My Dog Ate A Squirrel

Photo by Orhan on Flickr

My youngest Golden Retriever gets very excited by the sight of a squirrel in a tree and loves to chase them.

Not that she has ever caught one because she hasn’t the raw speed or the prey drive.

And I’m not convinced that if she did catch one, that she’d kill it. She is more likely to sniff and lick it!

But there are lots of dogs out there who do catch and kill squirrels, which for some owners must be quite upsetting.

What should you do if your dog eats a squirrel?

Most dogs that kill and eat a squirrel should be absolutely fine.

Squirrels aren’t poisonous to dogs.

The worst that can happen is that your dog might suffer from a bit of sickness and diarrhea.

After a squirrel is a potent mix of fur, meat and bones!

But, if you want a bit more proof. 

Read this conversation about dogs eating squirrels on a forum

I feed my dogs a raw food diet and they have occasionally eaten a whole squirrel (including fur) and not suffered in any way.

A few days later I possibly saw a bit of excess fluff or fur come out in their stool but that was the only difference.

And I think that dogs on a raw diet will probably fare better eating a wild squirrel than dogs who are fed dry food.

This is because the digestion system of dogs who are fed raw food are used to “processing” the mixture of fur, meat and bones.

Whereas to dogs who are fed kibble, a whole squirrel might be a bit of a shock to the digestive system!

Why do dogs chase and kill squirrels?

Many dog breeds chase and kill squirrels because it is in their DNA.

No matter what breed of dog that we have, for most of us the role that they play in our lives is as a cherished companion.

This change has happened in the last 150 years

But for much of the thirty thousand years that they have been domesticated, their primary role was to work for and with people. 

And several breeds of dog were bred specifically to catch rats and mice as a way to protect the grain and other crops on farms. 

And one of the best breeds to kill rodents are Terriers.

5 ways that eating a live squirrel can be dangerous

Unfortunately, you cannot guarantee that a squirrel will be safe for your dog to eat.

Any animal (including humans) have the potential to carry and transmit a whole host of infections and diseases. 

And this is true of squirrels. 

I will look at the threat posed by live and dead squirrels separately.

Firstly, what are the potential diseases that live squirrels might carry?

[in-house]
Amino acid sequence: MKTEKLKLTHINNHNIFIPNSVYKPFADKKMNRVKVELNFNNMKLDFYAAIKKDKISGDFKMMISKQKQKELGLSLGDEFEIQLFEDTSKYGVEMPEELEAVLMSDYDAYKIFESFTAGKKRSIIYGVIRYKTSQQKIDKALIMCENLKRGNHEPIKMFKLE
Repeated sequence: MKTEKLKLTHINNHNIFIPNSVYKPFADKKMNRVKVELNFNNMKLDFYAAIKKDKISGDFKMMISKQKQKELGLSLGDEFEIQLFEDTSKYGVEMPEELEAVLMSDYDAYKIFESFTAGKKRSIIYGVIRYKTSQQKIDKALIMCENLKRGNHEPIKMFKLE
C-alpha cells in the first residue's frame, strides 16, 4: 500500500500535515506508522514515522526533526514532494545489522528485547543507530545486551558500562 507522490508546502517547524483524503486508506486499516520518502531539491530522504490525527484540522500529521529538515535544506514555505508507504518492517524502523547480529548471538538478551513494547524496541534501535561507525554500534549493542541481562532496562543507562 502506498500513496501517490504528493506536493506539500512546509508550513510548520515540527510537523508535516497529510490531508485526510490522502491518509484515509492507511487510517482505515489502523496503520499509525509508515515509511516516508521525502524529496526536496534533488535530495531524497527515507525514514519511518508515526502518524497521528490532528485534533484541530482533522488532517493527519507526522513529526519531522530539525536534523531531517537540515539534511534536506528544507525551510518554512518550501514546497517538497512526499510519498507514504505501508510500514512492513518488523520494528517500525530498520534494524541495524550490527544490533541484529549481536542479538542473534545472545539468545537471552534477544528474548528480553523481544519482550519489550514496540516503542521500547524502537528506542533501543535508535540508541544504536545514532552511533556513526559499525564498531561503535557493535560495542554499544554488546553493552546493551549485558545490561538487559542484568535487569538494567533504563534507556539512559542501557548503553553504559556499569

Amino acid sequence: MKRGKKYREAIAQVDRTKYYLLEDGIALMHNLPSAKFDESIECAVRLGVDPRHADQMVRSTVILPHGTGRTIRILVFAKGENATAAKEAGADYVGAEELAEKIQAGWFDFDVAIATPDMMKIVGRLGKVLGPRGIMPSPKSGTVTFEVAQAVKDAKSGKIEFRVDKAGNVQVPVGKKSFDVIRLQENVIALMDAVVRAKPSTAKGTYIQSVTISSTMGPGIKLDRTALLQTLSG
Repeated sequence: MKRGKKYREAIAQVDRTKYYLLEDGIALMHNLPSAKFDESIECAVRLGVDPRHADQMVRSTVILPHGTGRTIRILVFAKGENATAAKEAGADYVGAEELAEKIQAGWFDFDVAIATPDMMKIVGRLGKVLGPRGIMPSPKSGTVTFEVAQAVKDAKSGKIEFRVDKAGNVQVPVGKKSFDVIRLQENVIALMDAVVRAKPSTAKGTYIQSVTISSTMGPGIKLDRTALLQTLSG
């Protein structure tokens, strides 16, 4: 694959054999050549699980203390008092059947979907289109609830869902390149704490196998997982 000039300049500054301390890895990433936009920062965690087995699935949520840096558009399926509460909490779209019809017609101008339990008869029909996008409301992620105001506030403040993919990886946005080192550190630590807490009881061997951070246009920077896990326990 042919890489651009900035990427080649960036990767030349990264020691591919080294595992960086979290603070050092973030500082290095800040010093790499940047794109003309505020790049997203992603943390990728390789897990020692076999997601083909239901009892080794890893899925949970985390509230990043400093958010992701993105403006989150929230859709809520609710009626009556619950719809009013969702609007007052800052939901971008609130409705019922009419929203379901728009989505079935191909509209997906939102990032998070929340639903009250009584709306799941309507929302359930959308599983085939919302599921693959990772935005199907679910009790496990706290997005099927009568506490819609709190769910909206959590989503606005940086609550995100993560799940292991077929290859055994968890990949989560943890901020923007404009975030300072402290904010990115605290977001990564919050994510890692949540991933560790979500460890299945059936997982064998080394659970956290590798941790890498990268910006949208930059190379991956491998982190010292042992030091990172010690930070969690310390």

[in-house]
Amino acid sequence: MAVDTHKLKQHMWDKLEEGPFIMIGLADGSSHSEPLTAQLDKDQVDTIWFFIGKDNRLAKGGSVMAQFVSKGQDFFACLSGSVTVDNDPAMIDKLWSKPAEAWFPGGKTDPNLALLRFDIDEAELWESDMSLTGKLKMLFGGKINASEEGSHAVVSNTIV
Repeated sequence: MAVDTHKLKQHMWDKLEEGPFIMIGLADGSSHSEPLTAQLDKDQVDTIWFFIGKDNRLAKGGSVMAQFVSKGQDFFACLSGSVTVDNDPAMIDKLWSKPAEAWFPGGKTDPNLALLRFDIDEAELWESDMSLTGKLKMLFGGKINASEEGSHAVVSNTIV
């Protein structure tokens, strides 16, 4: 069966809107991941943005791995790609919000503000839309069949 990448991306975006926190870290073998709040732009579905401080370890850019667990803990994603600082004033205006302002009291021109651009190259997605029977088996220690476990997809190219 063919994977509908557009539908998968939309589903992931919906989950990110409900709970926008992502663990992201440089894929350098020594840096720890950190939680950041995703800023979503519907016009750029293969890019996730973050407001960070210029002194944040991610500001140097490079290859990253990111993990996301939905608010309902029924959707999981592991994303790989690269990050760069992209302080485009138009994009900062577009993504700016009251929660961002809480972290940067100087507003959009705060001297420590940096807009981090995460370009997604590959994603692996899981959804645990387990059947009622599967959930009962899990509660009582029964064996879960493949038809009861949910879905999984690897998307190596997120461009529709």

Four diseases that squirrels carry that may threaten your dog

In this section, I will look at the top four diseases that live squirrels are known to carry.

Squirrels carry more diseases than these four.

But it is important to realise that the chances of your dog catching any of these diseases is minute. 

[1] Lyme disease

The most serious disease that grey squirrels carry is Lyme disease. 

Lyme disease is carried by a nasty little insect called a tick. 

Squirrels carry them as do deer and sheep. 

Dogs can get Lyme disease, as can humans and it is a devastating disease for both. 

In dogs the symptoms include fever, lameness and swelling of joints. It can lead to kidney failure and eventually death. 

Dogs can’t get Lyme disease from eating a squirrel, they will need to be bitten by a tick on the squirrel.

And how likely is that? It sounds very unlikely to me. 

But I do know that around 12% of all grey squirrels in the UK carry the disease.

Unfortunately I can’t find any statistics for the US…

[2] Leptospirosis

Leptospirosis is a bacteria infection, which although rare, can affect dogs.

Squirrels carry this disease and pass it on via their urine or when they are eaten by another animal (such as a dog.)

What is quite worrying is how varied the symptoms are and the severity with which this can infect dogs.

Some dogs will catch it and display no symptoms and make a full recovery.

Other dogs will catch it and display symptoms which include increased thirst, changes in the frequency of urination, jaundice.

They will then die from it. 

[3] Tapeworm and Roundworm

This seems to affect squirrels in the US far more than the UK.

Squirrels catch a very nasty form of roundworm from Racoons and this disease can be passed onto dogs from eating an infected squirrel

[4] Coccidia